Homeschooling for the Holidays

3 Ways to Approach Homeschooling During the Holiday Season

How should you homeschool for the holidays? 

Halloween, Thanksgiving, Christmas, New Years–for many of us this stretch feels like one holiday after the other!

The way you choose to approach the holidays will likely mirror your family’s approach to homeschooling. My role as a homeschool coach showed me several different approaches that worked well for the families I worked for (and one that almost always failed).

Three Successful Approaches to the Holidays: Case Studies

All family names have been changed and the behaviors are representative of three approaches but come from multiple family coaching experiences.

Approach 1 to Homeschooling over the Holidays:
100% Focus on the Holiday

The Pilner family were devout Catholics. They took their faith seriously, all year long. From the first Sunday of Advent till Epiphany, they set aside most academic subjects. They delved deeply into Saint days, church history, reviewing the lineage of Jesus, and general merrymaking. As the kids got older, the family maintained habits they were loathe to fully set aside (such as daily math review or weekly essay writing). Overall, they homeschooled over Christmas by ignoring academics for the better part of two months.

They didn’t attempt extra unit studies or science labs or use the time to catch up. They were all-in on Christmas for the whole stretch. And they didn’t “tack on” six weeks of extra school in May or June, but counted the Christmas time as learning. They acknowledged the growth and learning that happened during those six weeks, even if the childrent weren’t making forward progress on their curricular checklists.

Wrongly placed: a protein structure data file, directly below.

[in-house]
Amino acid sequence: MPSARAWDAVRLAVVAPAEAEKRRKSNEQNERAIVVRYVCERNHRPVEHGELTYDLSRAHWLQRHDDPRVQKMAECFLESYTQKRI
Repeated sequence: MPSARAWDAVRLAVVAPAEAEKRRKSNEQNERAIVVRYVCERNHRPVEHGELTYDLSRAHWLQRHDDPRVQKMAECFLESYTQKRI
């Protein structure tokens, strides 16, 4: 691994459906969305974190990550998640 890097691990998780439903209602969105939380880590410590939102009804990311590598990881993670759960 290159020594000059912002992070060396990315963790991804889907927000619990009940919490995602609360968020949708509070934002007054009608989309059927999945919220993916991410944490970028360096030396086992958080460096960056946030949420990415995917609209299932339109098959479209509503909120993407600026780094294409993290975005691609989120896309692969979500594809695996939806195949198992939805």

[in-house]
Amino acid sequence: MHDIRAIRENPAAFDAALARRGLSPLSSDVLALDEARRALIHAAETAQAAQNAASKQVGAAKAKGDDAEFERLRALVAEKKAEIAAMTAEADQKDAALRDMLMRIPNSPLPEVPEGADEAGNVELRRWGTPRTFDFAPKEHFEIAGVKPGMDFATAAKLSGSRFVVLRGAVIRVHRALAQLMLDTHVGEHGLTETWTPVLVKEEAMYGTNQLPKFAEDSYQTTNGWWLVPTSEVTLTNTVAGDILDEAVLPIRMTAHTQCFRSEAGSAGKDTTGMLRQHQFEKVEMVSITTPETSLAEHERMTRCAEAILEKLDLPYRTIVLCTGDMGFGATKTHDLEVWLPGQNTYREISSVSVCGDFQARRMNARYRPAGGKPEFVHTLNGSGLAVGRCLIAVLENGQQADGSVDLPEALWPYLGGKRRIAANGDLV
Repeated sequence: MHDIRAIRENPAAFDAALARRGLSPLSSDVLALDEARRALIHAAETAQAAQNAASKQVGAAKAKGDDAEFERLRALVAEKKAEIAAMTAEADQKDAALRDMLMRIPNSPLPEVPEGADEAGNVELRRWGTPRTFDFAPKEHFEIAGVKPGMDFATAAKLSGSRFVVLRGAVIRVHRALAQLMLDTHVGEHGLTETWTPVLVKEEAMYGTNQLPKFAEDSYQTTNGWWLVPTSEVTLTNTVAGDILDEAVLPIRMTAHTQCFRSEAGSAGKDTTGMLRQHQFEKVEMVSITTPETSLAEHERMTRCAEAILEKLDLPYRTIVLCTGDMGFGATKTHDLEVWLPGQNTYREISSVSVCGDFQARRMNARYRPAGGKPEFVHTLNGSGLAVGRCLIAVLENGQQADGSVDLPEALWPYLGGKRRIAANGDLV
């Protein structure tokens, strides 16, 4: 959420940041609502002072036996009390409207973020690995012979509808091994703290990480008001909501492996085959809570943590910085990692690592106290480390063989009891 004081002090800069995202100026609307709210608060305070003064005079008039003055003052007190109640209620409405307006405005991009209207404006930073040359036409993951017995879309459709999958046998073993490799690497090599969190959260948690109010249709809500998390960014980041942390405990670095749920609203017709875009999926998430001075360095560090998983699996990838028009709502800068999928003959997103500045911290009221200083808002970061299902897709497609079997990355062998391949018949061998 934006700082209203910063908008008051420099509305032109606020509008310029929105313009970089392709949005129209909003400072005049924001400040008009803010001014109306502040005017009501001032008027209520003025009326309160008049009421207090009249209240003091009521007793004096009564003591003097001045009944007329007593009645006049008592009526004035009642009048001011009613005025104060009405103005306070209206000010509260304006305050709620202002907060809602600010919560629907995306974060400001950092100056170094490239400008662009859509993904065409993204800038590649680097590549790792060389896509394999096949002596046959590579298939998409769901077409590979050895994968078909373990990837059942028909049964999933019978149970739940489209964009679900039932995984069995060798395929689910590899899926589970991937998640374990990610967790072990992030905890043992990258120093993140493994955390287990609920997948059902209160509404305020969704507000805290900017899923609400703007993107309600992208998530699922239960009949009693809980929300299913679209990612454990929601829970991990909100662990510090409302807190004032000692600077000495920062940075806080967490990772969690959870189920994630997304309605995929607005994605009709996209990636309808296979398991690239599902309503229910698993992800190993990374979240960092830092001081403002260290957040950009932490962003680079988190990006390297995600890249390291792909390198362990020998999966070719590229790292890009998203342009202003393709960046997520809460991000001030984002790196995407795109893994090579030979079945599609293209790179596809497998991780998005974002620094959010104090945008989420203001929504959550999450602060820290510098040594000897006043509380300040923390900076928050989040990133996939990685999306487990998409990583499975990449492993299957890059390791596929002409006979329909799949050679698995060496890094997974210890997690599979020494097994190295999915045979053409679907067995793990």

Approach 2 to Homeschooling over the Holidays:
Split Your Time Between Regular Studies and Holiday-Themed Unit Studies

The Smith family participated in Christmas and Thanksgiving celebrations, but they maintained a consistent routine, overall. The children continued their daily rhythm. They daily completed handwriting, math, and nature journaling, just as before. But the family lessened expectations around co-op, outside classes, and big projects.

The family used the Truth in the Tinsel with their younger kids, and did a form of Christmas School during their family time. Art and music study were part of their normal routine, but during this season they listened to Handel’s Messiah for Composer Study and looked at art over the ages that depicts Christmas, from the nativity up through modern day Santa Claus. They learned Jingle Bells and Silent Night as folk songs.

The Smiths studied basic physics principals and applied them to their gingerbread house building, and they used their geography time to consider how the cultures in that area celebrate Christmas or other religious holidays.

They shifted some of their traditional academics and slowed their progress through curriculum. Generally, though the content was different, they followed a similar rhythm to non-holiday seasons. They took two weeks off over Christmas and New Years, at the same time as the local public schools.